ROSE: David Donovan is president of the Association for Maximum Service Television, an industry trade group that helped come up with the standards for the digital transition. In the brave new world of digital TV, Donovan says you may need to employ a very old-school fix to improve your reception.

Mr. DONOVAN: Move your antenna just a bit. When anyone is trying to receive a signal over the air, you do have issues. You have it with your cell phones. Once you get the spot, you're fine.

ROSE: Donovan thinks a fairly small number of viewers are going to lose reception. But the Federal Communications Commission's new acting chairman is worried the number will be more substantial. Last week, Michael Copps addressed the FCC's Consumer Advisory Committee.

Mr. MICHAEL COPPS (Acting Chairman, Federal Communications Commission): Some consumers, through no fault of their own, are going to lose one or more channels as a result of the transition. That we did not understand this better long ago, through better analysis and through tests and through trial runs, is, to me, nothing short of mind-boggling.

ROSE: The FCC did some in-house testing, and its engineers came away with fairly encouraging results. The problem, says analyst Barry Goodstadt, is that their tests assumed that most people have outside antennas.

Mr. GOODSTADT: I think the FCC's analysis was flawed. The standard is based upon an assumption that all consumers who want to receive over-the-air television have a rooftop, directional antenna at 10 meters, or 33 feet above ground. And that's not the case for most people.

ROSE: Some lawmakers say they're already getting complaints from angry constituents. Vermont Senator Bernie Sanders says people shouldn't have to pay for something they've always gotten free.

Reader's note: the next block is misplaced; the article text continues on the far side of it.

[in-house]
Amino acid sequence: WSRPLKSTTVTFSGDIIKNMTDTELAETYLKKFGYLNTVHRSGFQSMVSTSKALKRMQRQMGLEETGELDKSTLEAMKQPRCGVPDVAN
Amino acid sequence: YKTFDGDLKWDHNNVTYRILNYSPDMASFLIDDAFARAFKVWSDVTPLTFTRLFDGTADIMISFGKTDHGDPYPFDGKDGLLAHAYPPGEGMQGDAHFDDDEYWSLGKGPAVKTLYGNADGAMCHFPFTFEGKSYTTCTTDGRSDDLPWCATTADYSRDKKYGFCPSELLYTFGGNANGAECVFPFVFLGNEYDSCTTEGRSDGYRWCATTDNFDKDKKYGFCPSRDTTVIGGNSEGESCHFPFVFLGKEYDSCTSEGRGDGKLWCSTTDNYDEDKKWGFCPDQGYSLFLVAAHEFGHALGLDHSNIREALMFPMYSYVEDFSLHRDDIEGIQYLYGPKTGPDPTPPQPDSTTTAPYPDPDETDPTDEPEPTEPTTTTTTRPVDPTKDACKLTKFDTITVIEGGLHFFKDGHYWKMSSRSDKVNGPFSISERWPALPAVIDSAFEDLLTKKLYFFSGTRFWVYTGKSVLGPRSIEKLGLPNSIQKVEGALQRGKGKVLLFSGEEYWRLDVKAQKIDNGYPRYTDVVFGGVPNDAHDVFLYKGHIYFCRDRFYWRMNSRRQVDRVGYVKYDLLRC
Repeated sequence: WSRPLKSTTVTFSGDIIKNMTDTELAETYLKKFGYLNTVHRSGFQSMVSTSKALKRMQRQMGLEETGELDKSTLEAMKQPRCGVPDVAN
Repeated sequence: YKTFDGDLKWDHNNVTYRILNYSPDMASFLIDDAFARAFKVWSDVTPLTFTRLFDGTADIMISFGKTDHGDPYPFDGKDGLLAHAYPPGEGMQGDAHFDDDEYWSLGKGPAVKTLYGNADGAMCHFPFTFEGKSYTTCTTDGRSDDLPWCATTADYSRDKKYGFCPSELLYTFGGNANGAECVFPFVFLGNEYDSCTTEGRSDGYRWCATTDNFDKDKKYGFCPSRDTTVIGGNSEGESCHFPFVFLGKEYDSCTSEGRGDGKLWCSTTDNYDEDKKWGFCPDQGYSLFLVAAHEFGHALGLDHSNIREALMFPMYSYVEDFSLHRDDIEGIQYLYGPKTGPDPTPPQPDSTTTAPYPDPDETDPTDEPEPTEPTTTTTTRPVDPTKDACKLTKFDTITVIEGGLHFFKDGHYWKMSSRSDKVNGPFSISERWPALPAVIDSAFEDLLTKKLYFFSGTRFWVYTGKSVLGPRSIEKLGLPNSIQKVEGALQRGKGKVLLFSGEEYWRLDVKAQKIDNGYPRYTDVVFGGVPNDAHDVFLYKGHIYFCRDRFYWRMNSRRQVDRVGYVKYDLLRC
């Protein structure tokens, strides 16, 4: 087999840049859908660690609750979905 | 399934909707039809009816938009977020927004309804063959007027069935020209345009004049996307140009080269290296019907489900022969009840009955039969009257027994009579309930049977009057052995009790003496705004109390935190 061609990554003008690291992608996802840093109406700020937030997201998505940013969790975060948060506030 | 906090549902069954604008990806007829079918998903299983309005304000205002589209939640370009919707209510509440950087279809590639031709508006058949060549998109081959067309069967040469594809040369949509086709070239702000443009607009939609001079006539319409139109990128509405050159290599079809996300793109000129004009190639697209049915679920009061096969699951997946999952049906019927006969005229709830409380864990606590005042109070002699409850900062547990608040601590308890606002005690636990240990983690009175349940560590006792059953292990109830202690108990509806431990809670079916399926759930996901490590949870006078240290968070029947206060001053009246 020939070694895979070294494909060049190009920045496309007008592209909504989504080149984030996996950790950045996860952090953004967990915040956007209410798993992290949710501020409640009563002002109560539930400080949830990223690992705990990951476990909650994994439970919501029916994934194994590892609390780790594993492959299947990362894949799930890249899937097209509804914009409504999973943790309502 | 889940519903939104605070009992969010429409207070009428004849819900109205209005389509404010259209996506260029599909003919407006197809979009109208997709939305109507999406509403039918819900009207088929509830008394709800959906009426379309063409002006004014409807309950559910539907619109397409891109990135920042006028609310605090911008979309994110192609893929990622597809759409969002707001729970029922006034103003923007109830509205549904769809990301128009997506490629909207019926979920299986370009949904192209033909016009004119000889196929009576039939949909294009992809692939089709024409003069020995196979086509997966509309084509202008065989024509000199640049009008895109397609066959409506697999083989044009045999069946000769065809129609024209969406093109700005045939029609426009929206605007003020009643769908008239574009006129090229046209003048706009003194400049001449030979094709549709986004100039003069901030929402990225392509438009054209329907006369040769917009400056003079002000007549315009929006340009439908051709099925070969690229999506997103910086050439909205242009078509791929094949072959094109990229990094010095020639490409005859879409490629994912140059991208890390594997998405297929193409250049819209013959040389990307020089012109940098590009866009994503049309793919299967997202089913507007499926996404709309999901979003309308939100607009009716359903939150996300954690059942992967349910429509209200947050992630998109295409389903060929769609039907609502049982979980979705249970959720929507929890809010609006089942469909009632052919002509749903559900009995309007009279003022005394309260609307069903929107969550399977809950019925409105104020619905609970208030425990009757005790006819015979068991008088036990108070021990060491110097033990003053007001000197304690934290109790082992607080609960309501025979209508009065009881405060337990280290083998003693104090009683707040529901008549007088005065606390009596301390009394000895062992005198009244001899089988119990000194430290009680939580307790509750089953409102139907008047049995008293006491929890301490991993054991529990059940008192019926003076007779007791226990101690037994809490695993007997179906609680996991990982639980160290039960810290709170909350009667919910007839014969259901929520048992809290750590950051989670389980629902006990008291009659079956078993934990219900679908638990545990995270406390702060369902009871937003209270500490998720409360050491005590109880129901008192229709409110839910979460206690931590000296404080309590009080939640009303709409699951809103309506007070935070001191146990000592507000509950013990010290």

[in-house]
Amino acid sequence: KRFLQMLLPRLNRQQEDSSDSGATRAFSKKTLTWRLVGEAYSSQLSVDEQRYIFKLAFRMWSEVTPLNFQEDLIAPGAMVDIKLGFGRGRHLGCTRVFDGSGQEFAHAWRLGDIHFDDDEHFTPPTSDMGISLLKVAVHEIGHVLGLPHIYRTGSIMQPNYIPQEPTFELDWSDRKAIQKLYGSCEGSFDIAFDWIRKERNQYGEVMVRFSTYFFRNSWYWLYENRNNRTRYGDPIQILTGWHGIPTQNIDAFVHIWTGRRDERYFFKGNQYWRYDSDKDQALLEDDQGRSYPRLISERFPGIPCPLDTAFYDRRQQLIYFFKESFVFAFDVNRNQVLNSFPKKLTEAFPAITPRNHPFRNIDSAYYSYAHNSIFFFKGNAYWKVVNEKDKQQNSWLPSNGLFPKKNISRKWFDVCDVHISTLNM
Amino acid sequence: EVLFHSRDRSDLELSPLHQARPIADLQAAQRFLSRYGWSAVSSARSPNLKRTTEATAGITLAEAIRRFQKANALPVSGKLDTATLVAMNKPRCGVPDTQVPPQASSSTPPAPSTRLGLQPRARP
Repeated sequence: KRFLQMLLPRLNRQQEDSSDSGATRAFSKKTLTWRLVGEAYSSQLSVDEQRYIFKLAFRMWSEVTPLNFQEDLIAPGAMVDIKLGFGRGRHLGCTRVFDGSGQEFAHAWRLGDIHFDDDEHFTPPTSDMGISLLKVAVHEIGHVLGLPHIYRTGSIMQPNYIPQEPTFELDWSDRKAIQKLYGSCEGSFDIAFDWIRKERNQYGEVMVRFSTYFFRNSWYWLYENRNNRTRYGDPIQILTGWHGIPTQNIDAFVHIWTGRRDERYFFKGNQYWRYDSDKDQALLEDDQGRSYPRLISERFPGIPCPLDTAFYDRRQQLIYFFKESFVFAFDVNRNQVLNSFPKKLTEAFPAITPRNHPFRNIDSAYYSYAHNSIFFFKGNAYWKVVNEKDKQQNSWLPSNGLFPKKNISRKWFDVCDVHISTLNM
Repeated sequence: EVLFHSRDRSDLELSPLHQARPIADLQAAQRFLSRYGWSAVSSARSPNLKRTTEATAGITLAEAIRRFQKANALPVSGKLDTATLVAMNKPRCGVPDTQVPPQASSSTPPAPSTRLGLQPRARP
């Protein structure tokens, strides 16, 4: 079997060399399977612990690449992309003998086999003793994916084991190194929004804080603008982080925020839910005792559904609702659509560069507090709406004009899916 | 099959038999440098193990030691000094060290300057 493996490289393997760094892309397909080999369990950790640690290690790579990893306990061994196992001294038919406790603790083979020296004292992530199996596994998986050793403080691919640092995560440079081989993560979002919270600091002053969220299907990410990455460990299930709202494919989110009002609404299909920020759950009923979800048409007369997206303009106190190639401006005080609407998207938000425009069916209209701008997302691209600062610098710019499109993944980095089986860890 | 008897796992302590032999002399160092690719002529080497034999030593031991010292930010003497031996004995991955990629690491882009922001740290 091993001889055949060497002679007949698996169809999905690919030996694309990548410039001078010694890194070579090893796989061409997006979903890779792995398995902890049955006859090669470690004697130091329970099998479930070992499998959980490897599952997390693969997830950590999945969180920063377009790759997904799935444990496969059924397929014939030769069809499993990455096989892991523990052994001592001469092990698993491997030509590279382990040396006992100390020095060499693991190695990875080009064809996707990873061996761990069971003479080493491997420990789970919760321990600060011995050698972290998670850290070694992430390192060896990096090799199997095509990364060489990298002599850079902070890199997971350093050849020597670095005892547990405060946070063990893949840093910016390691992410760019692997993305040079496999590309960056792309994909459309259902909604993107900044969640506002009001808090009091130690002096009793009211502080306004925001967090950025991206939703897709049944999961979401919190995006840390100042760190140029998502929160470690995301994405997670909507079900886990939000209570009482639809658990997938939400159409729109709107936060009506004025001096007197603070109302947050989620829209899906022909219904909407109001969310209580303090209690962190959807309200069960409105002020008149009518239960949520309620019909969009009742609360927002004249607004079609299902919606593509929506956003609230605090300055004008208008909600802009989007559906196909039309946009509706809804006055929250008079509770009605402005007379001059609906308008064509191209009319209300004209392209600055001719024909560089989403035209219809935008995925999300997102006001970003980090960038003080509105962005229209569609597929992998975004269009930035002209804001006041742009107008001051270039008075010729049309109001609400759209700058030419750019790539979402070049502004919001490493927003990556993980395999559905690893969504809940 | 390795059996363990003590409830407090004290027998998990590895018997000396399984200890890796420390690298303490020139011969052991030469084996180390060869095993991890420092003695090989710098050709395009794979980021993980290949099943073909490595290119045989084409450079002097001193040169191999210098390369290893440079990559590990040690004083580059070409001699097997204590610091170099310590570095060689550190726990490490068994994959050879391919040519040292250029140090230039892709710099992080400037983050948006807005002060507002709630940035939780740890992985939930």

Senator BERNIE SANDERS (Independent, Vermont): Ordinary people did not request this transition. To deny people something that they have had for decades - to say, sorry, you're going to lose that - that would be incomprehensible. We can't allow that to happen.

ROSE: Sanders drafted a bill that would require cable and satellite TV providers to offer a bare-bones package of local channels for $10 per month. But some disappointed viewers seem ready to give up on their TV sets altogether. Jessica Collins(ph) of Albuquerque says she did everything she was supposed to but still gets lousy reception through her new converter box.

Ms. JESSICA COLLINS (Albuquerque, New Mexico): I've sort of resorted to just not turning on the television, now that I went to all the trouble to get the converter box and everything else. It sort of just sits there in the corner of my living room, and I use it to watch movies. But I don't even want to ever turn it on.

ROSE: Like a lot of younger viewers, Collins says she is more likely to watch TV shows on her laptop. The number of households that rely on over-the-air signals is already falling. And the transition to digital TV - whenever it comes - could drive even more viewers to one of the alternatives. For NPR News, I'm Joel Rose.